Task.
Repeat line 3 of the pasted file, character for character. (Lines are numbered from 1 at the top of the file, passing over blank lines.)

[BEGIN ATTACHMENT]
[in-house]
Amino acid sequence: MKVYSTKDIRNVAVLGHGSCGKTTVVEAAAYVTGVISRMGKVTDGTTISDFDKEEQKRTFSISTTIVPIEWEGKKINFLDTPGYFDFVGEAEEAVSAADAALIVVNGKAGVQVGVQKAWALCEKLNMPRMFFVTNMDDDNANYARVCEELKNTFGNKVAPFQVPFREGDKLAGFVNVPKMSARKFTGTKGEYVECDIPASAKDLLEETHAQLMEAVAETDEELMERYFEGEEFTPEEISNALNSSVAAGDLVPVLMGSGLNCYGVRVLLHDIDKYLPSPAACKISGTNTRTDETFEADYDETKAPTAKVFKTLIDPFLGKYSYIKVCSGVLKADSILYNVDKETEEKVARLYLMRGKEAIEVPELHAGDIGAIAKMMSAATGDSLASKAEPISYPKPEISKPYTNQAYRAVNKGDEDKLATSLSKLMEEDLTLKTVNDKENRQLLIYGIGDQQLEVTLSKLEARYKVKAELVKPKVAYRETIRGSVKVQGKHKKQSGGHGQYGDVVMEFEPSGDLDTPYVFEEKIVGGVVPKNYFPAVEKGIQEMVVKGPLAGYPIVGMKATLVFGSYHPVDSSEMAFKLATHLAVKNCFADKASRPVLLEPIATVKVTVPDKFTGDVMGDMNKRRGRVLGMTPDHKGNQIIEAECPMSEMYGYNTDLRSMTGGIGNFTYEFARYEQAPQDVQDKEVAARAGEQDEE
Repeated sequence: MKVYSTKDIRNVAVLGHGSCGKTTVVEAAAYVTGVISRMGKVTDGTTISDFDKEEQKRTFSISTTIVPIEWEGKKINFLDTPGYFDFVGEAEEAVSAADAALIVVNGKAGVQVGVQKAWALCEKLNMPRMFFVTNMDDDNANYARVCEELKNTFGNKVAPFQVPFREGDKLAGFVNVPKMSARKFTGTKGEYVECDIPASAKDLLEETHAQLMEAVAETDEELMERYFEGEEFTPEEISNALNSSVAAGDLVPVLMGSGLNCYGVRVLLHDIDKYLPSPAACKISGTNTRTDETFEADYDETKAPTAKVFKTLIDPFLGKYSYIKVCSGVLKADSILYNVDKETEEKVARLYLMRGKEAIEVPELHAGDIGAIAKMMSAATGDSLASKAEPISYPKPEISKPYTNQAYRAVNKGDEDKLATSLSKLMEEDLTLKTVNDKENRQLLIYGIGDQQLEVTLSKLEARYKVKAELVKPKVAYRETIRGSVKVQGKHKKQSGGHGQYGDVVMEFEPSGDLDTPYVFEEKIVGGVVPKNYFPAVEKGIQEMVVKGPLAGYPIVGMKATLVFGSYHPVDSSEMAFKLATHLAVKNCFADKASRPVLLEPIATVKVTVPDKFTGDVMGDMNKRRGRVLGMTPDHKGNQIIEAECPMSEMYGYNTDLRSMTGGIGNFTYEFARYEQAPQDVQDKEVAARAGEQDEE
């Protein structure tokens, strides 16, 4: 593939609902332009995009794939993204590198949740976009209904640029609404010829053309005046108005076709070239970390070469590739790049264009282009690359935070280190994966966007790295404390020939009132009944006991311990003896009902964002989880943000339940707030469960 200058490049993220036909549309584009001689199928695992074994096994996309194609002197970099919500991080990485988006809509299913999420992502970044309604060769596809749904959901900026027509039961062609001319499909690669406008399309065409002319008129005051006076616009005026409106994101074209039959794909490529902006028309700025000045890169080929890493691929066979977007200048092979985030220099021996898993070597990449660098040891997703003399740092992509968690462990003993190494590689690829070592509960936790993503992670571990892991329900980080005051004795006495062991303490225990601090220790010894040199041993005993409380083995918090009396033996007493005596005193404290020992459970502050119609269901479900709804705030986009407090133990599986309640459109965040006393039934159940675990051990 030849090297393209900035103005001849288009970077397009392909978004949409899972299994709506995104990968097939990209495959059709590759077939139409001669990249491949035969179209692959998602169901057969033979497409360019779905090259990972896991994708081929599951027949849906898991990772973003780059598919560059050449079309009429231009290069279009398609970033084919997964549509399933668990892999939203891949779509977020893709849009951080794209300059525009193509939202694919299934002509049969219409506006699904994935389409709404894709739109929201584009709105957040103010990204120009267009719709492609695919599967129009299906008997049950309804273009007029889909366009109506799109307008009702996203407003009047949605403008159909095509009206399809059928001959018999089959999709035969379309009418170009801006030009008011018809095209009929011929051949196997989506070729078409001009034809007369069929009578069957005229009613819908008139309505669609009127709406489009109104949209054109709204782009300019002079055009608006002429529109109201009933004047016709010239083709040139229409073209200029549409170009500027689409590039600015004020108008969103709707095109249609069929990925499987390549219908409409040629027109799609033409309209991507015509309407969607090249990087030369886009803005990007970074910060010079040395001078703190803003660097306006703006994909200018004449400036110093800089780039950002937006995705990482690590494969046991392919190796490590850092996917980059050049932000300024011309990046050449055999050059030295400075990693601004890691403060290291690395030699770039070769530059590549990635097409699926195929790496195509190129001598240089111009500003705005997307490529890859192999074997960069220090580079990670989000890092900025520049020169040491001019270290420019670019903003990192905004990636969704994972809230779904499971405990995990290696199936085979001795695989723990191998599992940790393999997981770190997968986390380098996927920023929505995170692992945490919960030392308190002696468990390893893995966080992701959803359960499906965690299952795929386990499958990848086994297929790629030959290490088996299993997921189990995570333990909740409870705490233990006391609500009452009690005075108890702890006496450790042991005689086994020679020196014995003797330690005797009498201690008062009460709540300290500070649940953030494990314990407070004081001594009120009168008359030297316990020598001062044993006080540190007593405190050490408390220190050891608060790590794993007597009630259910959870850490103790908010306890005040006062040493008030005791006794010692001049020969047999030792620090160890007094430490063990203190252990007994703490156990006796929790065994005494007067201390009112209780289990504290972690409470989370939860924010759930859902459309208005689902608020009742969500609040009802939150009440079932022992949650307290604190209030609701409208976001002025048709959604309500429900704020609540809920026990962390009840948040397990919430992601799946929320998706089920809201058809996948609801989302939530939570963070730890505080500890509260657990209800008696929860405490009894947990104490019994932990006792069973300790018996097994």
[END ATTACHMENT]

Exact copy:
Repeated sequence: MKVYSTKDIRNVAVLGHGSCGKTTVVEAAAYVTGVISRMGKVTDGTTISDFDKEEQKRTFSISTTIVPIEWEGKKINFLDTPGYFDFVGEAEEAVSAADAALIVVNGKAGVQVGVQKAWALCEKLNMPRMFFVTNMDDDNANYARVCEELKNTFGNKVAPFQVPFREGDKLAGFVNVPKMSARKFTGTKGEYVECDIPASAKDLLEETHAQLMEAVAETDEELMERYFEGEEFTPEEISNALNSSVAAGDLVPVLMGSGLNCYGVRVLLHDIDKYLPSPAACKISGTNTRTDETFEADYDETKAPTAKVFKTLIDPFLGKYSYIKVCSGVLKADSILYNVDKETEEKVARLYLMRGKEAIEVPELHAGDIGAIAKMMSAATGDSLASKAEPISYPKPEISKPYTNQAYRAVNKGDEDKLATSLSKLMEEDLTLKTVNDKENRQLLIYGIGDQQLEVTLSKLEARYKVKAELVKPKVAYRETIRGSVKVQGKHKKQSGGHGQYGDVVMEFEPSGDLDTPYVFEEKIVGGVVPKNYFPAVEKGIQEMVVKGPLAGYPIVGMKATLVFGSYHPVDSSEMAFKLATHLAVKNCFADKASRPVLLEPIATVKVTVPDKFTGDVMGDMNKRRGRVLGMTPDHKGNQIIEAECPMSEMYGYNTDLRSMTGGIGNFTYEFARYEQAPQDVQDKEVAARAGEQDEE